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Revision Lecture: Microeconomic Reform (MER). A guide to the implementation of MER policies in Australia. Lecture Overview. Definition Tools Recent Case Studies Strengths Weaknesses. Definition.

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Revision Lecture: Microeconomic Reform (MER)

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Revision Lecture: Microeconomic Reform (MER)

A guide to the implementation of MER policies in Australia.

Lecture Overview

  • Definition

  • Tools

  • Recent Case Studies

  • Strengths

  • Weaknesses


  • “…any government policy action encouraging a firm or industry to participate in structural reform….”

  • “Reforms act on specific parts or aspects of our economy.”

  • “…a wide range of supply-side efficiency measures designed to improve…particular industries…”


  • The main points of all of the definitions lead to the same key facts:

    • Our aim is on the supply side

    • We focus on one particular part of the economy

    • Many tools are available to assist


  • Deregulation

  • Privatisation

  • Corporatisation

  • Tariff Reform

  • Labour Market Reform

  • Competition Policy

  • Supervisory Bodies


  • This is the process of removing government “red tape”.

  • That is, bureaucratic barriers to entry in a particular market.

  • Industries are deregulated to encourage participation, increase competition and force efficiency.

Deregulation - 1

  • In October 1990 the airline industry was deregulated.

  • The main change was to relax barriers to entry in the domestic passenger carrying market.

  • By September 1994 prices had fallen by just over 23% in real terms.

Deregulation - 2

  • In 1993 the long distance telephone market was deregulated in Australia.

  • In under a year, the results included just one new carrier (Optus), however already prices had fallen by 20%.

Deregulation - 3

  • In mid 1989 the NSW government deregulated the market for eggs.

  • Almost immediately prices fell by 17%.


  • This is the sale of assets which are publicly owned into the hands of private investors.

  • Once again, the goal is to improve the efficiency of the firms by forcing them to be answerable to shareholders.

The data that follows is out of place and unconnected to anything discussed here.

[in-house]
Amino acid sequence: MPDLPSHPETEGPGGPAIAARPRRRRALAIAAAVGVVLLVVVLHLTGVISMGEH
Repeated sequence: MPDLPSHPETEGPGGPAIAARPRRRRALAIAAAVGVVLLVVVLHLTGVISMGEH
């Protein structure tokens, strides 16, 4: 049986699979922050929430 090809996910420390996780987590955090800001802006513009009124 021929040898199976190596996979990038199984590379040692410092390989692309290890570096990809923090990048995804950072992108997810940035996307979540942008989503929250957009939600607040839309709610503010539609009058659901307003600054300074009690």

Privatisation - 1

  • In the early 1990’s shares in all 400 of Poland’s GBEs were placed in the hands of a giant firm.

  • Ownership of this firm was given to the entire adult population.

  • The results were immediate:

    • Inflation fell from 600% in 1993 to 30% the next year

    • Real GDP fell in 1989 and 1990 (over 20%!), by 1992 it was growing again

    • Unemployment, however, climbed to 17%

Privatisation - 2

  • The CBA was sold off in two stages, in 1991 and 1996.

  • Since then the share price has multiplied ten-fold, and the dividends have continued to rise.

Privatisation - 3

  • Telstra was privatised in 1996 and 1997.

  • Since then they have gone from 76,990 employees to only 44,977

  • Their market share has dropped from 90% to 70%

  • However, the profit per employee has increase from $21,041 to $81,375


  • This is the process of forcing GBEs to face the same market as other businesses.

  • That is, they must aim to make a profit just as if they were owned by shareholders.

  • Also, they do not receive special loans or other government benefits.

Corporatisation - 1

  • The best example of this process is Australia Post.

  • Up until November 1993, regulations prohibited anyone from carrying a letter for less than $4.50.

  • At that time the price was dropped to $1.80, and letters over 250g could be carried by anyone at any price.

Corporatisation - 1

  • The results? In August 1994 Australia Post announced that the price of a standard letter would be fixed at 45c.

  • It remained there until 2002 – a fall in price of around 30% in real terms.

  • At the same time profits paid to the Govt have increased by 120%!

Tariff Reform

  • Tariff reform was on the agenda as early as 1973, but by 1988 it was a major government focus.

  • Although the goals are repeatedly put back, the main focus is to eventually eliminate tariffs by 2010 as per our APEC agreement.

Tariff Reform

  • The major exceptions to these reforms have been the motor vehicle industry and the TCF industry.

  • These areas maintain high protection, although they will not be able to rely on this forever….

Tariff Reform